Skip to content

Reparations proponents gather to discuss latest strategies


Representatives from 26 states

More than 200 reparations activists from 26 states, working on local and national reparations initiatives, gathered in Evanston, Ill. recently for the 3rd Annual National Symposium for State and Local Reparations, held Nov. 30-Dec. 2 The event was convened by First Repair, founded by Robin Rue Simmons. Simmons is the former 5th Ward Alderman for the City of Evanston, IL, where she led, in collaboration with others, the passage of the nation’s first municipally-funded reparations legislation for Black residents.

During the symposium, Jessica Ann Mitchell Aiwuyor, founder and executive director of the National Black Cultural Information Trust, Inc., led the session titled “Communicating Reparations” that issued warnings and guidance for communications messaging and strategies needed to protect and move the reparations movement forward. The session included an overview and toolkit for creating detailed strategic communications plans to assist local reparations initiatives nationwide. The session also featured an analysis of the current reparations media landscape, reparative justice narratives, information on correcting misinformation about local reparations initiatives, and countering anti-reparations narratives.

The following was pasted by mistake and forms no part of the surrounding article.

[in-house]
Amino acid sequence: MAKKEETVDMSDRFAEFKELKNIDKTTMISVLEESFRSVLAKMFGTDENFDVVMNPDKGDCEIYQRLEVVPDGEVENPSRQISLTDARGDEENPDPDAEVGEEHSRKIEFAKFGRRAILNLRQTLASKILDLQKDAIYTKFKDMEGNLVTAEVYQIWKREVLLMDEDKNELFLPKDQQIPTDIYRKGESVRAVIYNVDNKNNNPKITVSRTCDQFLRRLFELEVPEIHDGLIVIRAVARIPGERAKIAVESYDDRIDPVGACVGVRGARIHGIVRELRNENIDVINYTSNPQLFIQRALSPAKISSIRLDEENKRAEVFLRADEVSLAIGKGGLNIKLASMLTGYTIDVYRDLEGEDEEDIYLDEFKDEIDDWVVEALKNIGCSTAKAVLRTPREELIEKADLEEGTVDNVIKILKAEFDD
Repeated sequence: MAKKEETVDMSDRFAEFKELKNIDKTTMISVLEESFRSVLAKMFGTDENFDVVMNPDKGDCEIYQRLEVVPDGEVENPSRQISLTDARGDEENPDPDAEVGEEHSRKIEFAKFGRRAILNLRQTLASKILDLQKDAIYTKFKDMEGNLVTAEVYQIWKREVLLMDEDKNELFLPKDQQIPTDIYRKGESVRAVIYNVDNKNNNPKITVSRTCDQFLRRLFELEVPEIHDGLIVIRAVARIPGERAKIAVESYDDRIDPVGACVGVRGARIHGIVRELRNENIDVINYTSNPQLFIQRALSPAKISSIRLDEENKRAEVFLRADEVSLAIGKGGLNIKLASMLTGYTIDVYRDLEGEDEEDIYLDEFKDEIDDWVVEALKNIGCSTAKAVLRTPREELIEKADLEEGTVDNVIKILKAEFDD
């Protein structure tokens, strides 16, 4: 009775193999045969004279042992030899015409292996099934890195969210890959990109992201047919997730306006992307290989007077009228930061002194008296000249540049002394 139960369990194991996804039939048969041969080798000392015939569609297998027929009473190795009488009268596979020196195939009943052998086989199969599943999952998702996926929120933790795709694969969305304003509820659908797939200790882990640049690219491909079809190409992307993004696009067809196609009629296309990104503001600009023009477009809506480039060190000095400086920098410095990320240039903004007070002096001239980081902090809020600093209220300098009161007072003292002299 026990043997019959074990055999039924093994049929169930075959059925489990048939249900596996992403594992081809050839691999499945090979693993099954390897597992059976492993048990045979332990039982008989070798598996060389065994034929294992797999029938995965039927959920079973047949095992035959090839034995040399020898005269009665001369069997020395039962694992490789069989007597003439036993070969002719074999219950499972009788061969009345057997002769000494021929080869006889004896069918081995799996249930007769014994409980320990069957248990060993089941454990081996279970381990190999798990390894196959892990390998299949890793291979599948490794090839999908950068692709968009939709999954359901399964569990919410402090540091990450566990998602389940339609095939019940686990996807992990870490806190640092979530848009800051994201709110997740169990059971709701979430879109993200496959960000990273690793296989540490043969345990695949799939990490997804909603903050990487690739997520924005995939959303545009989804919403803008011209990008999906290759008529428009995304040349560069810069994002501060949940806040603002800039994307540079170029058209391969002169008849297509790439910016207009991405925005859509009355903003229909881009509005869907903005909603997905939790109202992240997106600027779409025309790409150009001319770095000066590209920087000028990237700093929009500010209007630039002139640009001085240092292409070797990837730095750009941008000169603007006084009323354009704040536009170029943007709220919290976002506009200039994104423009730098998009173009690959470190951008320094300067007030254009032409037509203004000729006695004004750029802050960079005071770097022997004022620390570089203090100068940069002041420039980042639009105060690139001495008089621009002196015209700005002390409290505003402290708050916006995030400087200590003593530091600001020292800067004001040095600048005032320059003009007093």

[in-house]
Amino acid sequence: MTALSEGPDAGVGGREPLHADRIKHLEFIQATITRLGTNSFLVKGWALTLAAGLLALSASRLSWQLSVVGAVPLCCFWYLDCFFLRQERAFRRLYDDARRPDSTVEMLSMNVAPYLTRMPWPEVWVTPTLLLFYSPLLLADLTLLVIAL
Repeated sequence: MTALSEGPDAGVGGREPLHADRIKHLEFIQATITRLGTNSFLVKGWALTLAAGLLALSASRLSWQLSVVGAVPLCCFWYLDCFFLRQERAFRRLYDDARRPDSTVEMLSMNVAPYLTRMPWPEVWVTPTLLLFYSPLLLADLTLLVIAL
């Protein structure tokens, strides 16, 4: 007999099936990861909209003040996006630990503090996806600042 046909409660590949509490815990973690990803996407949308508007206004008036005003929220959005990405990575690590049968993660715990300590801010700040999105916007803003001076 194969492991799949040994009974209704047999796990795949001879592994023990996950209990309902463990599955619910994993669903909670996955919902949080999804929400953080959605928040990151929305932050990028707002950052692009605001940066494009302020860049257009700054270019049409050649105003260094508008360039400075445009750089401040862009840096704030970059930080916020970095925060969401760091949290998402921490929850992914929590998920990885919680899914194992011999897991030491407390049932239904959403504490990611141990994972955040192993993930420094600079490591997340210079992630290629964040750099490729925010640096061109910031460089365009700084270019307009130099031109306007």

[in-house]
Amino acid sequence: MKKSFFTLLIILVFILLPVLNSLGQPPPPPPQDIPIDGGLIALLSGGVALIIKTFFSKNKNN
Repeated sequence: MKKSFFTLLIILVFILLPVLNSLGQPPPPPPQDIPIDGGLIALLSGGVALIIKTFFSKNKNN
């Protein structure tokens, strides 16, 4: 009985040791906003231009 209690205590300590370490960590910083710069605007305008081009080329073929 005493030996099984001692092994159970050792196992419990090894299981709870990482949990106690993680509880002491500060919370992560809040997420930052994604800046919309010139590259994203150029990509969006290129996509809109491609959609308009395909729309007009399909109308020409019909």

“It’s an exciting and historical time for the reparations movement in America. Our ancestors worked for centuries to get us to this moment. I’m happy that our communications work has helped assist with moving reparatory justice forward,”  Aiwuyor said.

Aiwuyor was also a featured panelist at the “Local and State Reparations: Repairing Black Communities” National Town Hall Meeting presented by FirstRepair and The National African-American Reparations Commission (NAARC) held at historic Second Baptist Church in Evanston, Ill. During the panel discussion, she emphasized the necessity of connecting all three eras of harm when discussing reparatory justice in America, including the Trans-Atlantic Slave Trade and U.S. Chattel Slavery, Jim Crow/U.S. Apartheid and modern-day systemic racism.

The National Black Cultural Information Trust, Inc. shares cultural resources, tools, and information that uplift the collective freedom of Black communities. Contact for additional information.